Although Chapter 7 bankruptcy proceedings are commonly referred to as “liquidation,” filers will not be required to liquidate every piece of property they own. In fact, they will be permitted to keep much of their personal property, even certain items of higher value, like their family home and car.
Exempt property is considered untouchable by the liquidation process. Meanwhile, non-exempt property will fall under the ownership of the bankruptcy estate, and the court will supervise its sale — and use the proceeds to pay off creditors that make valid claims against the estate.
Property in bankruptcy is made exempt based on the utility and necessity of the property to the bankruptcy filer. Exempt property in this respect is usually described as “necessities of modern life.” This kind of property could include the family home, motor vehicles used for work and daily life, work tools, appliances, furniture and more. Public benefits and pensions are also usually exempt, and so are personal injury award damages, clothing certain types of jewelry and a part of the filer’s earned but unpaid job wages.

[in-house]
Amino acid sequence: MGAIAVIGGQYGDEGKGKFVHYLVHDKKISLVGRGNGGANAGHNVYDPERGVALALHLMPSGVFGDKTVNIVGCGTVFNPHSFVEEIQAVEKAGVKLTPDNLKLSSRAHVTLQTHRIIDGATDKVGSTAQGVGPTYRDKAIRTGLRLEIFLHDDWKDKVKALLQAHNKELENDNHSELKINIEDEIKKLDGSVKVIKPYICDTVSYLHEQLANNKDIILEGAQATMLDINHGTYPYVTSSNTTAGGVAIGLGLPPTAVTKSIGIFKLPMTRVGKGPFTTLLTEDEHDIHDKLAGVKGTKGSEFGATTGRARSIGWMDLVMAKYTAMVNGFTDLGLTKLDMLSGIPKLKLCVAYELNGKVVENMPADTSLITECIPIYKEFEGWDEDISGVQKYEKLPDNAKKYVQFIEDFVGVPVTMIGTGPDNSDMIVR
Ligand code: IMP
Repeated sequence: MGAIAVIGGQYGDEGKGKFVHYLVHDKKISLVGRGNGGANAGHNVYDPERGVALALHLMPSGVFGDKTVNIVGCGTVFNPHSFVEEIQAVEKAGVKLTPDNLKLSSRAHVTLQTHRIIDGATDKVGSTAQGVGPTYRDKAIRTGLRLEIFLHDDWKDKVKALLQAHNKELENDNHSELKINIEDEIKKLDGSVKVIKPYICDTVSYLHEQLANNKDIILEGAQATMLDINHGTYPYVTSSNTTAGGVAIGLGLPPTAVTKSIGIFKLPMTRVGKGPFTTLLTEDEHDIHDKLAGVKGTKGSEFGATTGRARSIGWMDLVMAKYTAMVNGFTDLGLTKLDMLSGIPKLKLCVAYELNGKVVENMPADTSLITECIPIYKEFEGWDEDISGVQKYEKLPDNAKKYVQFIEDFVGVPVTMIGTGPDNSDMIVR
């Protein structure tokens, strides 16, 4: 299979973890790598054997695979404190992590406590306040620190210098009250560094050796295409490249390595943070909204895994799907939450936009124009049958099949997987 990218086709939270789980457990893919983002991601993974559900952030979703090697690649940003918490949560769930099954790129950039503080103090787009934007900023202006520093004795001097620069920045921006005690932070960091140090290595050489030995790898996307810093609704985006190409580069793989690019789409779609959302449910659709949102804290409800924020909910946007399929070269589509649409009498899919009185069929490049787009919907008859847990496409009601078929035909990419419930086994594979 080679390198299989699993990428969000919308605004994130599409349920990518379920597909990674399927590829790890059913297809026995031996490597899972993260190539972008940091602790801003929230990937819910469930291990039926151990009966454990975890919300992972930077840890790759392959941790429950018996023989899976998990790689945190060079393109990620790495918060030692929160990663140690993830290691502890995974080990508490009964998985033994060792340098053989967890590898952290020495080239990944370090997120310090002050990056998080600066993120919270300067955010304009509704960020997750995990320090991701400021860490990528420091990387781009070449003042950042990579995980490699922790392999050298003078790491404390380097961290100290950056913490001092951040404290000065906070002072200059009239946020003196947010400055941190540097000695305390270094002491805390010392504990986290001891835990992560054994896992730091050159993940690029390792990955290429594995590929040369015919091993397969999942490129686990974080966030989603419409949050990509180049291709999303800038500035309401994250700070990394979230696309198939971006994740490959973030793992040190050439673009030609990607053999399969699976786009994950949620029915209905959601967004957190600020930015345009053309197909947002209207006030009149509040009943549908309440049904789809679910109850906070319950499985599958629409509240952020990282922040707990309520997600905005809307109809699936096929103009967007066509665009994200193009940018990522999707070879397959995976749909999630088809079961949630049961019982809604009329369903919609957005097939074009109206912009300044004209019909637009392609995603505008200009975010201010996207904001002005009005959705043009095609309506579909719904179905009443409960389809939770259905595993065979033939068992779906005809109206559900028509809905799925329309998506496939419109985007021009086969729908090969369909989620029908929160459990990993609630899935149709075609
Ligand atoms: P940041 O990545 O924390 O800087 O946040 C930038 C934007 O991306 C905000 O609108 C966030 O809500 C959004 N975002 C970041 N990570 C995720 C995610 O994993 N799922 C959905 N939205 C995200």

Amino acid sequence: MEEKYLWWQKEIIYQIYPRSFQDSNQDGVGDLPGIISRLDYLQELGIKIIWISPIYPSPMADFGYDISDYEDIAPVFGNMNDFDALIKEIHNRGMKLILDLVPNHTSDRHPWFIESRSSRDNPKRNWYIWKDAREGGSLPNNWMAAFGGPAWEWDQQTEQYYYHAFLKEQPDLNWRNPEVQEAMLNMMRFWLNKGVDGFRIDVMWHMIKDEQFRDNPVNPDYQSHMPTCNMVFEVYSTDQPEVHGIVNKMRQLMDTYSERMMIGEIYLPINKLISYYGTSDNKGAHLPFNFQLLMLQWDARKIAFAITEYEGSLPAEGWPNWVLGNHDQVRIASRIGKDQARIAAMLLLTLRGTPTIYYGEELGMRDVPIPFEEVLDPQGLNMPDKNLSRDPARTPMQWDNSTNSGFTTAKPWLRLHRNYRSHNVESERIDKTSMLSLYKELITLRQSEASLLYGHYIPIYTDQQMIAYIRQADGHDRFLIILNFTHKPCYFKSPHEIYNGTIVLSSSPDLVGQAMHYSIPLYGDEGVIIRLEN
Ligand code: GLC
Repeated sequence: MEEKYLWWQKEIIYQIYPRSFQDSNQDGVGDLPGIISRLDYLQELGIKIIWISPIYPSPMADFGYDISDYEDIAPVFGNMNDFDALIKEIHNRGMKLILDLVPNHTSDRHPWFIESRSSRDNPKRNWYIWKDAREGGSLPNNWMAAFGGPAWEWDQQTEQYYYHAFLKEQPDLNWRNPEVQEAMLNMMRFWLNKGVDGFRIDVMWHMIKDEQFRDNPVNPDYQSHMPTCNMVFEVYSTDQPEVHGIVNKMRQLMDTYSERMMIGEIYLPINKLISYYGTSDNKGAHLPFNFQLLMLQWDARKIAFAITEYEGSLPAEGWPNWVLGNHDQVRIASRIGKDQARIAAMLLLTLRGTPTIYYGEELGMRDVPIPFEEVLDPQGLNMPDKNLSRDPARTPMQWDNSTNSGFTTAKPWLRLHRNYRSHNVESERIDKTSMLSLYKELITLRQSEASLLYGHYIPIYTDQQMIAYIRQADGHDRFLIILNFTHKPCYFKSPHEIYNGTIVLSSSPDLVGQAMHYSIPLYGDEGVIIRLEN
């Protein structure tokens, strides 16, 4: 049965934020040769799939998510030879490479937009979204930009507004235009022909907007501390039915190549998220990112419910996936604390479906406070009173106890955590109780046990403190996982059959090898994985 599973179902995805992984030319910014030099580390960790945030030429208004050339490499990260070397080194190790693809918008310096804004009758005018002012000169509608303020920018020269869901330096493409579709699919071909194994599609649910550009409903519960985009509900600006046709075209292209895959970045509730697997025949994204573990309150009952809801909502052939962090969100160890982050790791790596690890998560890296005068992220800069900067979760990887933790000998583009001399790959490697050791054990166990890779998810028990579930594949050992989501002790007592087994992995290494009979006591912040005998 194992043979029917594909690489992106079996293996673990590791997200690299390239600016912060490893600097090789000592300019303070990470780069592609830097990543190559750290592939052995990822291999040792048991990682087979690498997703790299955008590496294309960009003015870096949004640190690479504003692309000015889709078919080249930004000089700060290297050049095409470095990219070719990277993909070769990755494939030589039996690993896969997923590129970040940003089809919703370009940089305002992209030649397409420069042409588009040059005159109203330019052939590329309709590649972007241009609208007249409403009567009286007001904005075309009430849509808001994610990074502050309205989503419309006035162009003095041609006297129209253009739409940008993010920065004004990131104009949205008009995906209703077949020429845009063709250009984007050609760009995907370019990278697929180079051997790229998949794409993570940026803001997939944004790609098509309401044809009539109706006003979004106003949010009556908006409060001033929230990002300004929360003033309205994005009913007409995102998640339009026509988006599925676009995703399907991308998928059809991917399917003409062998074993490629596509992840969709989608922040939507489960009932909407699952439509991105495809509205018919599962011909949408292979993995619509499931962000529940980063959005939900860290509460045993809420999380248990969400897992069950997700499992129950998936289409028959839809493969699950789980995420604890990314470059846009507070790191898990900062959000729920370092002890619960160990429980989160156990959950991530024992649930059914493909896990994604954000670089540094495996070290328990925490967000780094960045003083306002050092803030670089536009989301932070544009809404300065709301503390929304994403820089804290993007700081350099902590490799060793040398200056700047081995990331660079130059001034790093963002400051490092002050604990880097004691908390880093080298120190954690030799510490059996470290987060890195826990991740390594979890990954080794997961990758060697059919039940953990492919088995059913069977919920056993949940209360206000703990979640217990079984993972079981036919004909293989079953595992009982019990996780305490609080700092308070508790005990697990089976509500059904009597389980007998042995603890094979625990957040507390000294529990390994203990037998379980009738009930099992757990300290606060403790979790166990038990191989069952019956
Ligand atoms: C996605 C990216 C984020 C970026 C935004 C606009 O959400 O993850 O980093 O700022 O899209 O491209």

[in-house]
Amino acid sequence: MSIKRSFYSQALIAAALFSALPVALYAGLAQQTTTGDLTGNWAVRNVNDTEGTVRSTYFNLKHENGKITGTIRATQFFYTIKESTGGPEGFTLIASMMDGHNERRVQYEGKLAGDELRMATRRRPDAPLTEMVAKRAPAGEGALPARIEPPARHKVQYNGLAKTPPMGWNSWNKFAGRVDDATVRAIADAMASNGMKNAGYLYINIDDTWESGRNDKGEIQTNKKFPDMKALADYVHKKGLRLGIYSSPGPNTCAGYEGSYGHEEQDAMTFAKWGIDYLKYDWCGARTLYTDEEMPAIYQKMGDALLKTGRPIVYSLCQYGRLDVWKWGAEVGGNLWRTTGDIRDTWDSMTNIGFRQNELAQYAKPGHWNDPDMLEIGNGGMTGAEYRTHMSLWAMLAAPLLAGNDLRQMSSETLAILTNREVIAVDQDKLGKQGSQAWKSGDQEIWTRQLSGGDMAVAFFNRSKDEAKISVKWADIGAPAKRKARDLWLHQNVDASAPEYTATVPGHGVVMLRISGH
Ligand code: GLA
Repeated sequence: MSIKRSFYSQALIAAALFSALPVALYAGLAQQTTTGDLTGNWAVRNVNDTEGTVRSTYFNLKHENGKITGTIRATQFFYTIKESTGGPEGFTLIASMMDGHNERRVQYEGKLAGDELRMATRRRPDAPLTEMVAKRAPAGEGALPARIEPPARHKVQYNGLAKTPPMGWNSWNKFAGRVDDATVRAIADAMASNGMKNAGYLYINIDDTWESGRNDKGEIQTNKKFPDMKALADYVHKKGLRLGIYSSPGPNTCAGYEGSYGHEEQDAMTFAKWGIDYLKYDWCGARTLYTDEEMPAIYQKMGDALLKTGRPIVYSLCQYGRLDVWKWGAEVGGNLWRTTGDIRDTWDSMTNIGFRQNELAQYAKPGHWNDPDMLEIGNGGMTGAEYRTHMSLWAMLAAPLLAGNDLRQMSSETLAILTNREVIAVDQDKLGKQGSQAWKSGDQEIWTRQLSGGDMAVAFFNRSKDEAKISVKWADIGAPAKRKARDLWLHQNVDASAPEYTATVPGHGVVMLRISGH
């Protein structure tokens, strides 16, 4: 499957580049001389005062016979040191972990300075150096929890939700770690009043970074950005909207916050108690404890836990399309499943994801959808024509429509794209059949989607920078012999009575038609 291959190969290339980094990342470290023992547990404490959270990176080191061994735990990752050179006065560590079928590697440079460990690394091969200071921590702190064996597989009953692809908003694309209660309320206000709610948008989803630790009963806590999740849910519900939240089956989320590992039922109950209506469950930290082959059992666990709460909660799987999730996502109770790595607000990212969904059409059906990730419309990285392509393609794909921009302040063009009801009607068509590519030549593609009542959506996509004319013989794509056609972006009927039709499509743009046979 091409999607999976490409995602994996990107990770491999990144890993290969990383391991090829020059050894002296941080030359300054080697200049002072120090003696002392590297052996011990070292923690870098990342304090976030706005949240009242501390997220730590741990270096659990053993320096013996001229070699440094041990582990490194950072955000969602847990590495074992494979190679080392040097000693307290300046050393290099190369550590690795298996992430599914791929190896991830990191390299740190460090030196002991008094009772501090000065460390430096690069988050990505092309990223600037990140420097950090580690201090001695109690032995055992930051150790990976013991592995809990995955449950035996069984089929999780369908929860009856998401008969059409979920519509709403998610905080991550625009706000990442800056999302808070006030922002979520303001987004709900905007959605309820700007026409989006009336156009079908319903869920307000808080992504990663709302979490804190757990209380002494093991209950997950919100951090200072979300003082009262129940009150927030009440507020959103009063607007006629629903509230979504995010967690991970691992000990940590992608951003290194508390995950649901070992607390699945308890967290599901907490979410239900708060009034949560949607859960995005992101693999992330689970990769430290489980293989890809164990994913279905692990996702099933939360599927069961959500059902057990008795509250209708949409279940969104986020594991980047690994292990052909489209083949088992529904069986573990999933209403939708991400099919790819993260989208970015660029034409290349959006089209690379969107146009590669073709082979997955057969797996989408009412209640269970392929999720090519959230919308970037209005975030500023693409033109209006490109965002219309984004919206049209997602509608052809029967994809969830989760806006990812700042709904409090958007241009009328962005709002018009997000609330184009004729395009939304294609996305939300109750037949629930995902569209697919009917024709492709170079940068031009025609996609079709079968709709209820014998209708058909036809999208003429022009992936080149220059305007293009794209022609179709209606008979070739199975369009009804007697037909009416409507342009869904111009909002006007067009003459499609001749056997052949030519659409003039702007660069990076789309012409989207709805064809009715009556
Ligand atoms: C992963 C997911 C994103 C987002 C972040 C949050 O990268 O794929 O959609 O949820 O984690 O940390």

A skilled attorney will try to classify as much of a bankruptcy filer’s property as exempt as is legally feasible. Interestingly enough, if this process is carried out successfully, most of the filer’s property can be preserved. However, every case is different and if the bankruptcy filer happens to own a lot of luxury items for example, he or she may have a hard time holding onto them through the bankruptcy process.
Kentucky residents who are avoiding Chapter 7 proceedings because they are afraid they will lose everything might have an incorrect understanding of what the bankruptcy process will mean for them. By speaking with a legal representative about bankruptcy, individuals can learn more about bankruptcy exemptions and what they will likely and will not likely have to sell in their bankruptcy proceedings.
Source: FindLaw, “Exempt vs. Non-exempt Property Under Chapter 7,” accessed June 10, 2016